High school juniors in California will have to pass the state’s graduation exam to get a diploma. This LA Times’ story starts with a familiar refrain: A poor girl might not achieve her dream to be a pediatrician if she can’t pass the math portion of the exam. The implication is that the exam hurts the prospects of low-income minority students. But the Manual Arts High student won’t make it through college, much less medical school, if she doesn’t know enough math to get a 55 percent, the minimum passing score, on a four-choice multiple-choice exam covering sixth through eighth grade math skills.
The story goes on to show that the exam is forcing schools to offer tutoring and Saturday classes, so students can pass the graduation test on their second, third, fourth, fifth or sixth try. The test is motivating students to work harder to improve their math and reading skills. Teachers are paying more attention to teaching the state standards, and they’re keeping track of students’ progress.
Junior Adriana de la Rosa, who grew up in Guatemala and struggles with English, said she would benefit from attention to fundamentals — such as vocabulary development and reading comprehension — rather than from reading “The Odyssey” in her English class.
“That’s why I’m taking the classes on Saturday because I think I need more help with my English,” she said.
. . . Manual Arts teachers and administrators said they were doing all they could to make sure their students were prepared. Among other things, teachers say they closely follow the state’s academic content standards on which the test is based. And school counselors met last month with incoming juniors who failed one or both parts of the test, recruiting the students for the Saturday classes.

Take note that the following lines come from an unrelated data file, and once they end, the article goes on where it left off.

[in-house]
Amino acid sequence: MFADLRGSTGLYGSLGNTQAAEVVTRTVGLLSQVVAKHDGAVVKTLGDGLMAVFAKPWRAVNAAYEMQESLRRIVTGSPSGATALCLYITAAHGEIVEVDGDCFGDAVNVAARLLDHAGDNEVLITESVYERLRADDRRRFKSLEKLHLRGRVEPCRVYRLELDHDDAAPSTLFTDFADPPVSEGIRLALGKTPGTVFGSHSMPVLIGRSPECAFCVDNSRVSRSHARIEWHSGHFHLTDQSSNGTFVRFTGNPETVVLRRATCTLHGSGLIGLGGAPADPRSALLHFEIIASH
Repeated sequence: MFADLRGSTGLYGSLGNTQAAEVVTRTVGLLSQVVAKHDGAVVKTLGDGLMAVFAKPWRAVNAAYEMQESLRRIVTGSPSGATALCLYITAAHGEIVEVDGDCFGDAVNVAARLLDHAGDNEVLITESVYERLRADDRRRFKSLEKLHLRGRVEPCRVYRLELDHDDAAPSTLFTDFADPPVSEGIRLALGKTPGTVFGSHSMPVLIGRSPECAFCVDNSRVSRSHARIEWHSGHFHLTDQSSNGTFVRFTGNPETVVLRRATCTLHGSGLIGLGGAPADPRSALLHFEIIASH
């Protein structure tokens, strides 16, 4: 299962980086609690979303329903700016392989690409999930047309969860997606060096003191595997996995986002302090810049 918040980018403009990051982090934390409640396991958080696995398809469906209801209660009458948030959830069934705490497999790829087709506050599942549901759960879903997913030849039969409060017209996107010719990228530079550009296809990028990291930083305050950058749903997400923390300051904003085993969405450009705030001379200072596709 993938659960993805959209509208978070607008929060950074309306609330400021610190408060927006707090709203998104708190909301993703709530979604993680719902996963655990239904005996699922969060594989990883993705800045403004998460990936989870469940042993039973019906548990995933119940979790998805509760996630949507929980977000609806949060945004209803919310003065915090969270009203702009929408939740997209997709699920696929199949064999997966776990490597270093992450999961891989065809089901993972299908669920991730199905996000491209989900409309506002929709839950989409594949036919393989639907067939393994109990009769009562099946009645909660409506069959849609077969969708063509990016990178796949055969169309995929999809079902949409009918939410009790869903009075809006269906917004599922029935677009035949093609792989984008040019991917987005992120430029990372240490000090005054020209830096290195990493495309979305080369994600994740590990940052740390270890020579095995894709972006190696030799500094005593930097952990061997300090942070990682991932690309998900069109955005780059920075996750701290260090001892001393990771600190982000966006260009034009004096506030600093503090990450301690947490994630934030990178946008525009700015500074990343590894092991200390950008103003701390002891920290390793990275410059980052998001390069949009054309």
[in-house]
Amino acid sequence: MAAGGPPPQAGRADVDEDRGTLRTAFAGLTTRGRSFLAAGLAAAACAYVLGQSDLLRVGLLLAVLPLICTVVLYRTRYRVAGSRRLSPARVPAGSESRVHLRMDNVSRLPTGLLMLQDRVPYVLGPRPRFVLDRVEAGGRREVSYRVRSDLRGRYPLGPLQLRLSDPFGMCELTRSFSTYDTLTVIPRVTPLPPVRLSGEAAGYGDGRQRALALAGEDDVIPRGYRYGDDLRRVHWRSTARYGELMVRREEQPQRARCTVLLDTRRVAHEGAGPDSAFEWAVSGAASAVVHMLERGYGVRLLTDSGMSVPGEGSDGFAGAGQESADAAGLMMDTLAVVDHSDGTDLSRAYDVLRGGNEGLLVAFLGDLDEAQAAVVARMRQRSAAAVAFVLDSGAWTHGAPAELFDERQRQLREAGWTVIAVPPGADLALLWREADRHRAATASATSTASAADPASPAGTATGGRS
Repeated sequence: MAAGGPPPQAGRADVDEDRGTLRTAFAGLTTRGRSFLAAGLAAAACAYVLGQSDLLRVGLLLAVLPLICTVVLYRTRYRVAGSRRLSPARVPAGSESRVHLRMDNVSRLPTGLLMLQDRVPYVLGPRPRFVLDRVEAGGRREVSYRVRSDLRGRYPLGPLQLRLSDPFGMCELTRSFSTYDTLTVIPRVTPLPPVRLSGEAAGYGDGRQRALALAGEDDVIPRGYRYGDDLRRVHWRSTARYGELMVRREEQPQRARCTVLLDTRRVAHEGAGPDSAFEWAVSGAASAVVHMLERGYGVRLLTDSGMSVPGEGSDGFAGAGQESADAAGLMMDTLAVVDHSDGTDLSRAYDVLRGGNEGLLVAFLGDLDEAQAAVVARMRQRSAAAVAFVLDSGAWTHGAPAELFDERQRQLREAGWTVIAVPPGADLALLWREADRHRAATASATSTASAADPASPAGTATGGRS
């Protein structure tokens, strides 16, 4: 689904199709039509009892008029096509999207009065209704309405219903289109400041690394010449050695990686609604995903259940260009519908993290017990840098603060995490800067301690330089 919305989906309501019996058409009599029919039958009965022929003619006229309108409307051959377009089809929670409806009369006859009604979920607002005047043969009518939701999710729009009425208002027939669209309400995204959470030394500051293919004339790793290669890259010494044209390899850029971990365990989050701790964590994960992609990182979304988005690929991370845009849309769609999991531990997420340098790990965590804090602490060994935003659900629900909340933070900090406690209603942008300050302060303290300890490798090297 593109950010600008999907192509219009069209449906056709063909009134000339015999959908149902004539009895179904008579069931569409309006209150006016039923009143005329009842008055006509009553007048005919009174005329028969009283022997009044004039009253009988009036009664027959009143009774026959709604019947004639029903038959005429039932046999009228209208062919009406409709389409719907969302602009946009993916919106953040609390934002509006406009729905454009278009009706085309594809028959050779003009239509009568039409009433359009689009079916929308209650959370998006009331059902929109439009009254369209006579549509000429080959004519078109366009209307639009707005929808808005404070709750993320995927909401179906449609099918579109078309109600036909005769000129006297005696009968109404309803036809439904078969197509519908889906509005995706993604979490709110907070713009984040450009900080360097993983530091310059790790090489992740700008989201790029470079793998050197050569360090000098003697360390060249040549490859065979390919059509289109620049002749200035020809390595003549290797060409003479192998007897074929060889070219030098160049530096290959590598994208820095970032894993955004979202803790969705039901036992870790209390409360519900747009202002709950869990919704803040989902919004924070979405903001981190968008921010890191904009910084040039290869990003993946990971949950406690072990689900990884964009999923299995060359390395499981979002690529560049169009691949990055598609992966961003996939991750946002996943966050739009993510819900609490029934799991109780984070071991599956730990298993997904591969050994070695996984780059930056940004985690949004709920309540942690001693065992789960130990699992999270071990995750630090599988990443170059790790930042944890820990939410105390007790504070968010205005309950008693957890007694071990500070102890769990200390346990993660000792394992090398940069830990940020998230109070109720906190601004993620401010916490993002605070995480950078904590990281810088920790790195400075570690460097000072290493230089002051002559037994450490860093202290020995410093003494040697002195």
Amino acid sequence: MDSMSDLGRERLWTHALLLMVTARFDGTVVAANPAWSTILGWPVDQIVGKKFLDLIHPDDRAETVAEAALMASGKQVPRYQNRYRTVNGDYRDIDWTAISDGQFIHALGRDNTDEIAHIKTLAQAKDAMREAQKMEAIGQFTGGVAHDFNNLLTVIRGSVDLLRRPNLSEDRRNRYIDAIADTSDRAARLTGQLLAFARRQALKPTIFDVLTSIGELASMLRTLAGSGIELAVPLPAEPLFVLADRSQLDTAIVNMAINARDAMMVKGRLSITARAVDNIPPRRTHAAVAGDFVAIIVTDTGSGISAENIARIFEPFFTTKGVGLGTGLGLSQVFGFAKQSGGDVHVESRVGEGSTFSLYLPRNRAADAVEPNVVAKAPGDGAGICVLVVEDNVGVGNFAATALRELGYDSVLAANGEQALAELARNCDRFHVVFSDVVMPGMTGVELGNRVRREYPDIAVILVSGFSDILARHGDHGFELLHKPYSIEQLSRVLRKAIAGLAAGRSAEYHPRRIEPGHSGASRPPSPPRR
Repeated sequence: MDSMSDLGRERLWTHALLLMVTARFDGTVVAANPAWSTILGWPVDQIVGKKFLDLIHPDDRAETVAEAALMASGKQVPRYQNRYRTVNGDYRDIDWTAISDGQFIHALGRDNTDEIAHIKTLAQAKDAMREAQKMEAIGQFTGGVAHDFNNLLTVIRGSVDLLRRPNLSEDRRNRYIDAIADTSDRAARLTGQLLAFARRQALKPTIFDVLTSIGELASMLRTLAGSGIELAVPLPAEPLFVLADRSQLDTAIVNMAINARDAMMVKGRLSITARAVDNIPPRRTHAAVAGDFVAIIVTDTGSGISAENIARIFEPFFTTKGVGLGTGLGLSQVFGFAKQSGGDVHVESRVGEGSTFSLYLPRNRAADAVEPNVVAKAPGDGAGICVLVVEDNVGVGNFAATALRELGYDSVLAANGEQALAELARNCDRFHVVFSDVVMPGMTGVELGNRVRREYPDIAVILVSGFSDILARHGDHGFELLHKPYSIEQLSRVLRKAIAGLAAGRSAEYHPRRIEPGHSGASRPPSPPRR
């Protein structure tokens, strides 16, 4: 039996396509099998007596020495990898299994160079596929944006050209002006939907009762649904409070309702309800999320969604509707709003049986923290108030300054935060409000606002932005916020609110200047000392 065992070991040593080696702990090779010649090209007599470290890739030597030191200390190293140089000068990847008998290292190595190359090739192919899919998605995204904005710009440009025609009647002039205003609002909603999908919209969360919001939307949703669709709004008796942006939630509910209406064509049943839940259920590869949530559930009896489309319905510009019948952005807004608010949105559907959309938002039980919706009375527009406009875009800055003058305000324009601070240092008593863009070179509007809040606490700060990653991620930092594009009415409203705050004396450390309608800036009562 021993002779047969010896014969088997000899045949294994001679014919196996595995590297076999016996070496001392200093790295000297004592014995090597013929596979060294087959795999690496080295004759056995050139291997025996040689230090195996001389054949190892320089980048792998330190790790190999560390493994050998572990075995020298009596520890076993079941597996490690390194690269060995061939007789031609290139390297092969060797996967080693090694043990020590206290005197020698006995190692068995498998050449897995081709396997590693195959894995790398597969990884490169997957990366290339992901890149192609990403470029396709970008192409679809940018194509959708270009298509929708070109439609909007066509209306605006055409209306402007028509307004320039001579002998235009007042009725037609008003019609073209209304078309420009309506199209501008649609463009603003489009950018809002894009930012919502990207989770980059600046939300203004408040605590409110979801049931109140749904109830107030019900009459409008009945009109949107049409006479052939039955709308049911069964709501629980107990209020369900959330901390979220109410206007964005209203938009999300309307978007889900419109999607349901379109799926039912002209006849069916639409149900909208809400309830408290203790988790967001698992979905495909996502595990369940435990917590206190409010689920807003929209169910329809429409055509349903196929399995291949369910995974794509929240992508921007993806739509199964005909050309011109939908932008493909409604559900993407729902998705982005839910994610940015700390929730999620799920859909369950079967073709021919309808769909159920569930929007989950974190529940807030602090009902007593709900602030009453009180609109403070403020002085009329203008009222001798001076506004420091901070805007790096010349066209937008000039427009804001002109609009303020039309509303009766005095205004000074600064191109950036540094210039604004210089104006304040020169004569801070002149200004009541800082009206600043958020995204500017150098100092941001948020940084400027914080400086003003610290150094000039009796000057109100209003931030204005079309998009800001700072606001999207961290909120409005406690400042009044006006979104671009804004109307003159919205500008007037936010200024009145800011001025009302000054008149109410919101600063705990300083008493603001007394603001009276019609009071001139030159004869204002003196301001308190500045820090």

. . . Los Angeles schools Supt. Roy Romer said his district’s high schools were trying new approaches to better prepare students for the exit exam.
For example, he said that ninth-grade teachers are now using instruction guides that cover the tested standards, and are assessing students regularly to make sure they are learning.
What a concept!
“I think it’s important to pass it, to see if you’ve been learning for the last [four] years,” said junior Julio Sosa, who failed the math section and now gets after-school algebra tutoring twice a week. “I think I’ll pass it this year.”
With her hopes for medical school, (Edith) Nicolas is eager to improve her algebra skills and is signing up for Saturday classes.
If the graduation exam didn’t exist, these students wouldn’t be trying to learn algebra and wouldn’t have Saturday classes to help them get on track for college. I just don’t understand why “advocates” for disadvantaged students oppose the graduation exam.